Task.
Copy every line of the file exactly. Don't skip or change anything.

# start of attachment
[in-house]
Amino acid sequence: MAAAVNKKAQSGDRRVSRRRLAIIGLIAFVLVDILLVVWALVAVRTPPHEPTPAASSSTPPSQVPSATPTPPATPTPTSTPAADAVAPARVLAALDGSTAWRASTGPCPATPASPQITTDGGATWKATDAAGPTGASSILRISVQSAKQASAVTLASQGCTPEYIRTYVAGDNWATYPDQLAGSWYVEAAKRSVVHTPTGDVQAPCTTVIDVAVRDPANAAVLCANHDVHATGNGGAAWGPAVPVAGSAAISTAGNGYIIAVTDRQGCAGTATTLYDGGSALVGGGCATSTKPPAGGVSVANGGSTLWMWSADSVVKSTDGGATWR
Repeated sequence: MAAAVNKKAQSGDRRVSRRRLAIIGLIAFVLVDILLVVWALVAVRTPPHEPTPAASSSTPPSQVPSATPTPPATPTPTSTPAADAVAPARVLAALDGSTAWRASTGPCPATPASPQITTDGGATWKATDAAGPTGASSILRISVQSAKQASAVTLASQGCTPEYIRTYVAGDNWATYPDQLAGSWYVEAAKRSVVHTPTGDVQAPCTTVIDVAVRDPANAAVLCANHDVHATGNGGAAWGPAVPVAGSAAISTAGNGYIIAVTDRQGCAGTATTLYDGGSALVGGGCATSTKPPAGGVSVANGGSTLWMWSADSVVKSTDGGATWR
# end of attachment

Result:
[in-house]
Amino acid sequence: MAAAVNKKAQSGDRRVSRRRLAIIGLIAFVLVDILLVVWALVAVRTPPHEPTPAASSSTPPSQVPSATPTPPATPTPTSTPAADAVAPARVLAALDGSTAWRASTGPCPATPASPQITTDGGATWKATDAAGPTGASSILRISVQSAKQASAVTLASQGCTPEYIRTYVAGDNWATYPDQLAGSWYVEAAKRSVVHTPTGDVQAPCTTVIDVAVRDPANAAVLCANHDVHATGNGGAAWGPAVPVAGSAAISTAGNGYIIAVTDRQGCAGTATTLYDGGSALVGGGCATSTKPPAGGVSVANGGSTLWMWSADSVVKSTDGGATWR
Repeated sequence: MAAAVNKKAQSGDRRVSRRRLAIIGLIAFVLVDILLVVWALVAVRTPPHEPTPAASSSTPPSQVPSATPTPPATPTPTSTPAADAVAPARVLAALDGSTAWRASTGPCPATPASPQITTDGGATWKATDAAGPTGASSILRISVQSAKQASAVTLASQGCTPEYIRTYVAGDNWATYPDQLAGSWYVEAAKRSVVHTPTGDVQAPCTTVIDVAVRDPANAAVLCANHDVHATGNGGAAWGPAVPVAGSAAISTAGNGYIIAVTDRQGCAGTATTLYDGGSALVGGGCATSTKPPAGGVSVANGGSTLWMWSADSVVKSTDGGATWR